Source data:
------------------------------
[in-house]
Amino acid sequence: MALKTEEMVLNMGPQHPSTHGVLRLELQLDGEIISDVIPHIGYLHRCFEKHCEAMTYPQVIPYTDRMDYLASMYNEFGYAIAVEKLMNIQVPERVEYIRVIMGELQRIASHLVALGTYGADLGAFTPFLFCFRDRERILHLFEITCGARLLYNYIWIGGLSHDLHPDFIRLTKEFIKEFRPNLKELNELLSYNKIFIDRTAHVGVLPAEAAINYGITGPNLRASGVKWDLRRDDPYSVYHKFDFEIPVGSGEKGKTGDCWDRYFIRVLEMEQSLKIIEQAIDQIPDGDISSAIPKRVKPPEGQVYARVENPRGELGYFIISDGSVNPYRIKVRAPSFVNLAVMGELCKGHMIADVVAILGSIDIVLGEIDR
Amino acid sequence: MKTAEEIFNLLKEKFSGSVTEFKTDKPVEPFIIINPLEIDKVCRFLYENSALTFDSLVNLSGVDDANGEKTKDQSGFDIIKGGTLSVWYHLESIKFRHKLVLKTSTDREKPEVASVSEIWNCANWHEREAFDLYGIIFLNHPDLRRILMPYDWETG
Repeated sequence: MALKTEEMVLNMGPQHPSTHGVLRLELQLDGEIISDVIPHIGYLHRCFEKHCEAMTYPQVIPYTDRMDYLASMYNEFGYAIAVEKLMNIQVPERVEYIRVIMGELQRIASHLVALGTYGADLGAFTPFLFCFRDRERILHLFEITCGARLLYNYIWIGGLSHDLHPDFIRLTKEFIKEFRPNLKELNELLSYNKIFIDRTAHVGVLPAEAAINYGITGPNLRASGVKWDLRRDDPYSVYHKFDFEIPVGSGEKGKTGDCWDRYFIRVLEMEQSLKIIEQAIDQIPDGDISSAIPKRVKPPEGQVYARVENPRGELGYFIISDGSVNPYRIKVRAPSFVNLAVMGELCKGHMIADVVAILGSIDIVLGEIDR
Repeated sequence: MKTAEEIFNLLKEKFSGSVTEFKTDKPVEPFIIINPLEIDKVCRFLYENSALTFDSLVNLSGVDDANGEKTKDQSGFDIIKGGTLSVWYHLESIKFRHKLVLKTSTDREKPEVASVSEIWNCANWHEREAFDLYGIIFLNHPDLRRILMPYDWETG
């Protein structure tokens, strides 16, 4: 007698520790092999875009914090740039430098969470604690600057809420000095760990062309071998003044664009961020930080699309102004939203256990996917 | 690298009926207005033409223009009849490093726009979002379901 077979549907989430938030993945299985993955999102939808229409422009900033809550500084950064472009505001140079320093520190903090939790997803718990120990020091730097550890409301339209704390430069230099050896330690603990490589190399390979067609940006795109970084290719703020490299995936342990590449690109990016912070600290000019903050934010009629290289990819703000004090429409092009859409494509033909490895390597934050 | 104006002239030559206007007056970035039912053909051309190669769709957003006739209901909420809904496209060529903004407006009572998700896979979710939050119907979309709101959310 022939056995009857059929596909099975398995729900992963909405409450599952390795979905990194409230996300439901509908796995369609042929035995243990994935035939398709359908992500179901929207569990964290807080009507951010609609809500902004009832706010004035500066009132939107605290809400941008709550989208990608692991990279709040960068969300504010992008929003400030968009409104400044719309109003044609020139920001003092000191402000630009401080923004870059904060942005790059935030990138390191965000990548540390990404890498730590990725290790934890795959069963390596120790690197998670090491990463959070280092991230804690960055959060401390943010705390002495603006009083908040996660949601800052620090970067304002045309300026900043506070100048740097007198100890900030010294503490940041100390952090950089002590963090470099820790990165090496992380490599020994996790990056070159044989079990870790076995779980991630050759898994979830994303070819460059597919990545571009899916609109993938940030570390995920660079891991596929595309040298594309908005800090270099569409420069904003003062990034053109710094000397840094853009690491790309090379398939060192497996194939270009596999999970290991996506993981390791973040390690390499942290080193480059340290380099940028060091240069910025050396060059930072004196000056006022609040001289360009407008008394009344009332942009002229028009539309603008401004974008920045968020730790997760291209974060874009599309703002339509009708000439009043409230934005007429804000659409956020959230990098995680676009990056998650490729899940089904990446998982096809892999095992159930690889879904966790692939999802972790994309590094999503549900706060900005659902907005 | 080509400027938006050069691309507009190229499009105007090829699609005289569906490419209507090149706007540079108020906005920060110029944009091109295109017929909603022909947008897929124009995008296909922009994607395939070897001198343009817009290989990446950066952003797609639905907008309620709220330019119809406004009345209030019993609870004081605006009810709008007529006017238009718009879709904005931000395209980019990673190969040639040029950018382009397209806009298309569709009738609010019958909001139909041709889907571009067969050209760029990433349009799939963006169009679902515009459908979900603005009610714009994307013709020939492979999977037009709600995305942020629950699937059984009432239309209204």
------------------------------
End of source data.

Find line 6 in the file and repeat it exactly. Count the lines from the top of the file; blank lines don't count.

């Protein structure tokens, strides 16, 4: 007698520790092999875009914090740039430098969470604690600057809420000095760990062309071998003044664009961020930080699309102004939203256990996917 | 690298009926207005033409223009009849490093726009979002379901 077979549907989430938030993945299985993955999102939808229409422009900033809550500084950064472009505001140079320093520190903090939790997803718990120990020091730097550890409301339209704390430069230099050896330690603990490589190399390979067609940006795109970084290719703020490299995936342990590449690109990016912070600290000019903050934010009629290289990819703000004090429409092009859409494509033909490895390597934050 | 104006002239030559206007007056970035039912053909051309190669769709957003006739209901909420809904496209060529903004407006009572998700896979979710939050119907979309709101959310 022939056995009857059929596909099975398995729900992963909405409450599952390795979905990194409230996300439901509908796995369609042929035995243990994935035939398709359908992500179901929207569990964290807080009507951010609609809500902004009832706010004035500066009132939107605290809400941008709550989208990608692991990279709040960068969300504010992008929003400030968009409104400044719309109003044609020139920001003092000191402000630009401080923004870059904060942005790059935030990138390191965000990548540390990404890498730590990725290790934890795959069963390596120790690197998670090491990463959070280092991230804690960055959060401390943010705390002495603006009083908040996660949601800052620090970067304002045309300026900043506070100048740097007198100890900030010294503490940041100390952090950089002590963090470099820790990165090496992380490599020994996790990056070159044989079990870790076995779980991630050759898994979830994303070819460059597919990545571009899916609109993938940030570390995920660079891991596929595309040298594309908005800090270099569409420069904003003062990034053109710094000397840094853009690491790309090379398939060192497996194939270009596999999970290991996506993981390791973040390690390499942290080193480059340290380099940028060091240069910025050396060059930072004196000056006022609040001289360009407008008394009344009332942009002229028009539309603008401004974008920045968020730790997760291209974060874009599309703002339509009708000439009043409230934005007429804000659409956020959230990098995680676009990056998650490729899940089904990446998982096809892999095992159930690889879904966790692939999802972790994309590094999503549900706060900005659902907005 | 080509400027938006050069691309507009190229499009105007090829699609005289569906490419209507090149706007540079108020906005920060110029944009091109295109017929909603022909947008897929124009995008296909922009994607395939070897001198343009817009290989990446950066952003797609639905907008309620709220330019119809406004009345209030019993609870004081605006009810709008007529006017238009718009879709904005931000395209980019990673190969040639040029950018382009397209806009298309569709009738609010019958909001139909041709889907571009067969050209760029990433349009799939963006169009679902515009459908979900603005009610714009994307013709020939492979999977037009709600995305942020629950699937059984009432239309209204």